Exxon Mobil is buying Pioneer Natural Resources in an all-stock deal valued at $59.5 billion, its largest buyout since acquiring Mobil two decades ago, creating a colossal fracking operator in West Texas.
Including debt, Exxon is committing about $64.5 billion to the acquisition, leaving no doubt of the Texas energy company’s commitment to fossil fuels as energy prices surge.
Pioneer shareholders will receive 2.32 shares of Exxon for each Pioneer share they own.
“I think fossil fuels, as the world looks to transition and find lower sources of affordable energy with lower emissions, fossil fuels oil and gas are going to continue to play a role over time,” Exxon Mobil CEO Darren Woods said during an interview with CNBC. “ That may diminish with time. The rate of that is, I think, not very clear at this stage. But it will be around for a long time.”
Woods explained that Exxon and Pioneer will be able to use their combined capabilities to drive down emissions and produce lower carbon intensity oil and gas.
Exxon purchased XTO Energy in 2009 for approximately $36 billion. In the late 1990s, the merger between Exxon and Mobil was valued around $80 billion.
The deal with Pioneer Natural vastly expands Exxon’s presence in the Permian basin, a massive oilfield that straddles the border between Texas and New Mexico. Drilling the Permian accounted for 18% of all U.S. natural gas production last year, according to the U.S. Energy Information Administration.
Pioneer’s more than 850,000 net acres in the Midland Basin will be combined with Exxon’s 570,000 net acres in the Delaware and Midland Basin, nearly contiguous fields that will allow the combined company to trim costs.
That is a big driver of the deal.
Natural gas rigs in operation have declined over 26% in the U.S. since the start of the year, according to government data, largely due to the rising costs for drilling materials and labor over the past two years.
“Their tier-one acreage is highly contiguous, allowing for greater opportunities to deploy our technologies, delivering operating and capital efficiency as well as significantly increasing production,” Woods said of Pioneer in a prepared statement.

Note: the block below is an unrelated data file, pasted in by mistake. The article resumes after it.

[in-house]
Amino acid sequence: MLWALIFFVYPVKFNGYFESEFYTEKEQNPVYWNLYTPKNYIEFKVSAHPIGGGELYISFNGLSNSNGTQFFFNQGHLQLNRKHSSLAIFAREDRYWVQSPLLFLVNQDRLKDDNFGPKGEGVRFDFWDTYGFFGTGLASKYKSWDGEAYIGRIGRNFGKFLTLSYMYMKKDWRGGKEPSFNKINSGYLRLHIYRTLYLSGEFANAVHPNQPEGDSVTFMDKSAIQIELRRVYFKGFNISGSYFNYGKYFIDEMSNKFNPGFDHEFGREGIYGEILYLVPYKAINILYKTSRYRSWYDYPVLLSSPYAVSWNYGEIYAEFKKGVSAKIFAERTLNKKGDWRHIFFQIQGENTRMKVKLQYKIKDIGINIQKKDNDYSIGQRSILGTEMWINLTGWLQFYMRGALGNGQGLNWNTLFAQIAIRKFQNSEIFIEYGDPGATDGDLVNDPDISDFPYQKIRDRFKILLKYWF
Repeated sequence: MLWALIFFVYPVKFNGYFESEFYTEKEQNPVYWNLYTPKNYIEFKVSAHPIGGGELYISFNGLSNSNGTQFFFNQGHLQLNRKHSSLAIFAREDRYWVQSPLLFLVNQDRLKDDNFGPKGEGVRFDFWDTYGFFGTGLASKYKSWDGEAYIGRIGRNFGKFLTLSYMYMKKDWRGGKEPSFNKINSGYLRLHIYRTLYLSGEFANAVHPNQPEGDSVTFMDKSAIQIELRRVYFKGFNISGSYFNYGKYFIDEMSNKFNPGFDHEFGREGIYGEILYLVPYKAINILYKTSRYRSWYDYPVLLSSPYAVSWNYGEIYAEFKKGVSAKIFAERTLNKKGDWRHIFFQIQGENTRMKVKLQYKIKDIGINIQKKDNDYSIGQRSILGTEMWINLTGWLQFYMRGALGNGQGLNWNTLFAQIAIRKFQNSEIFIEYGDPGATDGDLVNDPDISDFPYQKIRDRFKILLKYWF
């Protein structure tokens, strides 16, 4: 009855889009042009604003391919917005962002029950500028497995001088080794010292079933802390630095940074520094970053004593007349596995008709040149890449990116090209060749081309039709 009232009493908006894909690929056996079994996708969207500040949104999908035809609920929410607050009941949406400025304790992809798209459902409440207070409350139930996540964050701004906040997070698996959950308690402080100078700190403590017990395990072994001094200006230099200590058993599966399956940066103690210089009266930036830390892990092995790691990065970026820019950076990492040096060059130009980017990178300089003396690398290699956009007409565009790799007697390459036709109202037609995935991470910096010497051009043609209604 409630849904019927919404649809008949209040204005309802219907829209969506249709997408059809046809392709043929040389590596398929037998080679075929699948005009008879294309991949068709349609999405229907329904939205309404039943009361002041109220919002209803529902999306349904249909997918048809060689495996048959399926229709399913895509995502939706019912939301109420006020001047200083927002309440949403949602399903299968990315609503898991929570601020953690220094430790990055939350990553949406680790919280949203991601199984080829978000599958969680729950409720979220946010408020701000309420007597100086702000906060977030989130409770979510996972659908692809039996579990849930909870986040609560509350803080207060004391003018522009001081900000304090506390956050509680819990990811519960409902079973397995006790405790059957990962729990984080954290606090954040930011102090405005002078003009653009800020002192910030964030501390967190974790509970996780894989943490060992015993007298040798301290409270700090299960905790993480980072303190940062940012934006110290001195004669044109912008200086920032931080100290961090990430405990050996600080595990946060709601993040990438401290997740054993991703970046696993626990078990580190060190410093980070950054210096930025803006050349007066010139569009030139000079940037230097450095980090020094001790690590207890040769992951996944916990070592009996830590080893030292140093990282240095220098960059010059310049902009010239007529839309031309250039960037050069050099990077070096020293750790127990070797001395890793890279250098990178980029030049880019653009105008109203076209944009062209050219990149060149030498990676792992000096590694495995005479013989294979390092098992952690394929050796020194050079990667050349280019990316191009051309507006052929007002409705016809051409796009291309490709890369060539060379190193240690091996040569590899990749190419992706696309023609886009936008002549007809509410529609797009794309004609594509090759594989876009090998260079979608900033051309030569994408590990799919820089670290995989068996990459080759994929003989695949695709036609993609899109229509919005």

The company will have an estimated 16 billion barrels of oil equivalent in the Permian.
Once the deal closes, Exxon Permian production volume will more than double to 1.3 million barrels of oil equivalent per day, based on 2023 volumes. It’s expected to climb to about 2 million barrels of oil equivalent per day in 2027.
“The combination of ExxonMobil and Pioneer creates a diversified energy company with the largest footprint of high-return wells in the Permian Basin,” Pioneer CEO Scott Sheffield said in a prepared statement.
Citi’s Alastair Syme wrote that the transaction could provide multiple benefits to Exxon.
“Across the industry, the logic of consolidation in the highly fragmented Permian shale remains compelling with significant gains to be achieved from economies of scale by minimizing facilities spend, optimizing drilling and reducing” general spending, Syme wrote.
Exxon is flush with cash. The company posted unprecedented profits last year of $55.7 billion, breezing past its previous record of $45.22 billion in 2008 when oil prices hit record highs.
Exxon Mobil Corp. has been using some of that cash on acquisitions. In July the company announced that it was buying pipeline operator Denbury in an all-stock deal valued at $4.9 billion.
Pioneer Natural has been making similar maneuvers. In 2020 the company said it was buying Parsley Energy in an all-stock deal valued at approximately $4.5 billion. It then purchased DoublePoint Energy in a cash-and-stock deal worth about $6.4 billion in 2021.
The boards of both companies have approved the transaction, which is expected to close in the first half of next year. It still needs approval from Pioneer shareholders.
Shares of Exxon fell more than 4% in Wednesday morning trading.